Treasure trove unveiled at Fantasy of Flight

POLK CITY, Fla. — Everyone likes to go behind the scenes and get a glimpse of what happens “behind the curtain”… Now, at Fantasy of Flight, the curtains have been thrown open and guests can see what was previously off limits — an additional 20,000 square feet filled with more rare and vintage aircraft, aircraft parts and flight artifacts.

This treasure trove of historical nuggets is Phase II of “Golden Hill,” a nod to Silver Hill, the nickname for The Paul E. Garber Preservation, Restoration, and Storage Facility of the Smithsonian Institution’s National Air and Space Museum in Suitland, Md.

Phase I of Golden Hill, approximately 20,000 square feet, was built specifically for public viewing and opened last summer. Fantasy of Flight officials then decided to open up the entire storage facility in January 2013.

Among the exhibits in Golden Hill Phase II:

  • Awesome Amphibians: PBY Catalina and Grumman Duck
  • Carrier-based Conquerors: Fairey Swordfish and Grumman Hellcat
  • The world’s earliest jets: Gloster Meteor and DeHavilland Vampire
  • Heroes of the Soviet: TU-2, Lavochkin La-11, and Antonov An-2
  • War Changers: Mitsubishi Zero and Lockheed P-38 Lightning
  • The CalTech Wind Tunnel used to test innovative technology ranging from the first P-51 to the Venus Probe.
  • Sikorsky S-55 Helicopter and much, much more

This restricted area is accessible only by escort. Guests are loaded aboard the vintage, open-air “Orlampa Express” trolley where they can enjoy views of the attraction, the planes on display on the tarmac and daily flights of vintage aircraft and finally, Golden Hill. The new exhibit is included in the admission to Fantasy of Flight and joins other recent additions, including the Wing WalkAir Ropes Course and Zip Line.

Golden Hill springs from the vision of Fantasy of Flight founder and creator, Kermit Weeks, an international aerobatics champion and aircraft designer whose mission is to inspire his visitors to pursue their dreams, whatever they may be, through the inspirational message of flight. When asked to pinpoint his favorite artifact at Golden Hill, he said, “I would have to answer that the same way I do when people ask me my favorite airplane, which is, whichever one I’m flying at the time! How can you have a favorite when they’re like children — you have to love them all!”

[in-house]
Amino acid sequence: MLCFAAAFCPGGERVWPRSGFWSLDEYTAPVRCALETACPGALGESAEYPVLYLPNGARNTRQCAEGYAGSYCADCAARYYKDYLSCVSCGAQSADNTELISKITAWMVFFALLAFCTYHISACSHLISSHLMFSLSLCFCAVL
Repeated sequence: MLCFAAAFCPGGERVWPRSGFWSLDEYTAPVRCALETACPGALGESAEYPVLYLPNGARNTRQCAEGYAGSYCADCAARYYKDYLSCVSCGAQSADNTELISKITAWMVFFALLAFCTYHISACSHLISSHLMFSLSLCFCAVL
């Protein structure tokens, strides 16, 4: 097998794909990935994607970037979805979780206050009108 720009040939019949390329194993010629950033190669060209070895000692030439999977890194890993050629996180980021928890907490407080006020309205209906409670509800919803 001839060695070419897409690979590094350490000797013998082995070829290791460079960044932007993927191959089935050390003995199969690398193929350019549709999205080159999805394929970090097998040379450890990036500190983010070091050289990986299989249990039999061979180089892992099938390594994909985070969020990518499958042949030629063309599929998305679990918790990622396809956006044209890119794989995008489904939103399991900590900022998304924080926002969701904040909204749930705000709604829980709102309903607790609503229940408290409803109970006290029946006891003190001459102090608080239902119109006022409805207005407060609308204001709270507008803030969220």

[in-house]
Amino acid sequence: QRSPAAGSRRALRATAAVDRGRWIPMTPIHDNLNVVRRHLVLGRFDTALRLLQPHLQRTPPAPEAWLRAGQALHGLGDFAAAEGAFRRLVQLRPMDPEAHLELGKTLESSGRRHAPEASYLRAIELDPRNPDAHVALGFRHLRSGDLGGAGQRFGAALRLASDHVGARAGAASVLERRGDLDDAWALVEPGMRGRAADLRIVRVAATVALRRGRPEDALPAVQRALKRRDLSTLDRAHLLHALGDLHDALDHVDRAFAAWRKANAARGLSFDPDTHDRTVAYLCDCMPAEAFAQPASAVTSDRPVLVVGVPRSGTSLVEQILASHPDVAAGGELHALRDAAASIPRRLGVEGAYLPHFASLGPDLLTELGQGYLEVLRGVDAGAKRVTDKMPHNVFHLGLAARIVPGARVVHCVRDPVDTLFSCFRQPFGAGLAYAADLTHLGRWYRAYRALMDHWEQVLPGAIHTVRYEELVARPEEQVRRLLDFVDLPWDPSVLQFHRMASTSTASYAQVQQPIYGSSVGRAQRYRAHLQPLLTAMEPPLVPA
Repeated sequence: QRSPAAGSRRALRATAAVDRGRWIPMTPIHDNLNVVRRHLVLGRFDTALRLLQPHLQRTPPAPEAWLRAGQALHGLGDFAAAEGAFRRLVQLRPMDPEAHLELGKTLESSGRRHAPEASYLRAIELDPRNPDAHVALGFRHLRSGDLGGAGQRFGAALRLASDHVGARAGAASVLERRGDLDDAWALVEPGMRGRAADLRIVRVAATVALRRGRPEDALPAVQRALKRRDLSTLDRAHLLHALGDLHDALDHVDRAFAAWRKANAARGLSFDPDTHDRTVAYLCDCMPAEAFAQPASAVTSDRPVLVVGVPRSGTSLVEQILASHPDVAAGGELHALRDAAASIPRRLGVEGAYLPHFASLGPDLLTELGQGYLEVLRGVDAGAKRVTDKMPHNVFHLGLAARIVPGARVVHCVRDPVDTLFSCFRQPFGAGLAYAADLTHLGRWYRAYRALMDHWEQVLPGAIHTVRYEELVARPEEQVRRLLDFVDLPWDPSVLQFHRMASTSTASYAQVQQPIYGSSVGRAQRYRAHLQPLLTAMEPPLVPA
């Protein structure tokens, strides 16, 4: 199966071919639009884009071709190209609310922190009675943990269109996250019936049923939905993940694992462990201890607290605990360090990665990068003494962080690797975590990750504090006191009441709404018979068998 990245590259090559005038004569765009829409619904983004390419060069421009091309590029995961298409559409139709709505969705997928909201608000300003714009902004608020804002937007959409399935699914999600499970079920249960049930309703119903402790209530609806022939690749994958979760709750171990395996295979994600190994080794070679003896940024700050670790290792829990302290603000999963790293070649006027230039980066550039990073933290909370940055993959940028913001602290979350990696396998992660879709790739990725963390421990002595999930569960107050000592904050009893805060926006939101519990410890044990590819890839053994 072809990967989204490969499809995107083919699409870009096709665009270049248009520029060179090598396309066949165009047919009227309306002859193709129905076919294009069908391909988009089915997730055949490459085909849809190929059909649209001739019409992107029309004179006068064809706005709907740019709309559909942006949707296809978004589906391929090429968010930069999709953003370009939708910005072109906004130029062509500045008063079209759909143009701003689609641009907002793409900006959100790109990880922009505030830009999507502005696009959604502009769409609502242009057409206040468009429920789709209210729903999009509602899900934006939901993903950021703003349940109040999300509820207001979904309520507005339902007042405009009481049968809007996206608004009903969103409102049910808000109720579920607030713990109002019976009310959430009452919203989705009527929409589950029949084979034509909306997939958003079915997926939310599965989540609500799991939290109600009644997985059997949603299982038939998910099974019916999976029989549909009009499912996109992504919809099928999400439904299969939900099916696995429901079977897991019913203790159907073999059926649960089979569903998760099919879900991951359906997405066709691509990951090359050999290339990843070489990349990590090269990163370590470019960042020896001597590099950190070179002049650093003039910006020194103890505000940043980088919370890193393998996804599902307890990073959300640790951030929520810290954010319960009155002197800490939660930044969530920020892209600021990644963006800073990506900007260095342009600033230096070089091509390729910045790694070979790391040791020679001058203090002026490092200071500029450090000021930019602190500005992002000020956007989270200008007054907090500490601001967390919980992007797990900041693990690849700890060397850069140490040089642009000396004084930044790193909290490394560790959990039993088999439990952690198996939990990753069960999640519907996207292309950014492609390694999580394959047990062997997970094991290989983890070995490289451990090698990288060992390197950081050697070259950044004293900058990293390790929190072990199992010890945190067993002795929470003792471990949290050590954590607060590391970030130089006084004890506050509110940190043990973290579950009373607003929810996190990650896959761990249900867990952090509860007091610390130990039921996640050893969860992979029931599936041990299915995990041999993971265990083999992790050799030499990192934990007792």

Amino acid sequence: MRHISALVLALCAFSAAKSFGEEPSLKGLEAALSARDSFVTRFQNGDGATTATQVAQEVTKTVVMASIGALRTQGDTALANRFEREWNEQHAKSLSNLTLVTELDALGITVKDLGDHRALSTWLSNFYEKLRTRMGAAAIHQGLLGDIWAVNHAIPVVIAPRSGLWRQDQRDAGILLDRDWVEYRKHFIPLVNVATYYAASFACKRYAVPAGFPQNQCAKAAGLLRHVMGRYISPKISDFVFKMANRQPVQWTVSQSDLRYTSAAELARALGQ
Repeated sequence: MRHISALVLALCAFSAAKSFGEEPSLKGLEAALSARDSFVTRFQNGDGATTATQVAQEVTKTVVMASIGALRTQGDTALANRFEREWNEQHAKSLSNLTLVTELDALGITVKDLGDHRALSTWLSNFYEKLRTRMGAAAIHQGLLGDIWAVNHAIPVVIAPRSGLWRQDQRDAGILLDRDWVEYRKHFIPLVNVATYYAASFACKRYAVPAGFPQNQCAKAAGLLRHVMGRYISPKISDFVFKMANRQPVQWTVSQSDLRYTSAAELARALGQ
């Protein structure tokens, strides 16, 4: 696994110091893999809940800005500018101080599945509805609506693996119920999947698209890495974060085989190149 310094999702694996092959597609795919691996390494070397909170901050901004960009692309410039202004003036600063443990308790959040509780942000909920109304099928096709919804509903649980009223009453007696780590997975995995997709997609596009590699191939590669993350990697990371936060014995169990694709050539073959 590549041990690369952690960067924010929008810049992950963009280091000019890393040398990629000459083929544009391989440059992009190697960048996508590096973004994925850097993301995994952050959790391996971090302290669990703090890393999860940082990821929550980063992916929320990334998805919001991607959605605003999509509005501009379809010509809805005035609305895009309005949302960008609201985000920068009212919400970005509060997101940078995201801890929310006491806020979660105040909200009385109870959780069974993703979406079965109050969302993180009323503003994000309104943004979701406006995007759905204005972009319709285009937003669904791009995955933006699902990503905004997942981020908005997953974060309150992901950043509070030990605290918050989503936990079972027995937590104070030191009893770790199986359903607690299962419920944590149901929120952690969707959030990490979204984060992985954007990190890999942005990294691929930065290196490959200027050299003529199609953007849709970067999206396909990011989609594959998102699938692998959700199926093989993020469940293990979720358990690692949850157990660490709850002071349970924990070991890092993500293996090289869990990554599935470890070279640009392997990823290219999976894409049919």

Weeks acquired his first collectible airplane in 1979 and has been collecting ever since. He searches the globe for vintage planes as well as parts and components that might be used to bring aircraft back to original condition. For example, during World War II, the piston engines of the 1949 EKW C-36, a single-engine combat aircraft, were replaced by turbines when the military ran out of the original engines. Weeks has been able to locate a Hispano-Suiza 12-Y engine and radiator to restore the plane to its original World War II configuration. Some planes may not look very glamorous to display, but boast amazing stories, such as the Soviet-designed 1954 Antonov An-2, the world’s biggest single-engine production biplane used to haul heavy cargo. Signage at display area, dubbed a “Golden Hill Nugget” reads, “Its stall speed is 30 mph, which means the plane will fly backwards at 5 mph with a 35 mph headwind — truly a sight to see!”

Finding, acquiring and deciding which artifacts to purchase have not always been easy, Weeks recalled.

“Since I’ve had a fascination with airplanes, I’ve had the opportunity to pick and choose over the years and acquired things for reasonable prices,” he said. “There have been a few that have eluded me because of price at the time. For the same amount of money I could purchase several other historic aircraft for one I might have passed on.”

The aviation buff said he already has plans in the works for Phase III of Golden Hill.

Fantasy of Flight showcases vintage aircraft from the world’s largest private collection, as well as holds themed immersion experiences; interactive exhibits; a tram tour of aircraft maintenance areas; Restoration and Backlot tours; Fun with Flight center for families and the Aerial Demonstration of the Day (weather permitting) featuring a vintage plane. General admission also includes The Tuskegee Airmen-They Dared to Fly exhibit; the multimedia tribute to the WASP (Women Airforce Service Pilots) – A Passionate Pursuit, a walking audio tour and special events throughout the year.

General admission is $29.95 for adults and over and $15.95 for children, ages 6-12, plus 7 percent sales tax. Children 5 and under are free with full paying adult. Group rates are available for groups of 15 or more.

For more information: 863-984-3500 or

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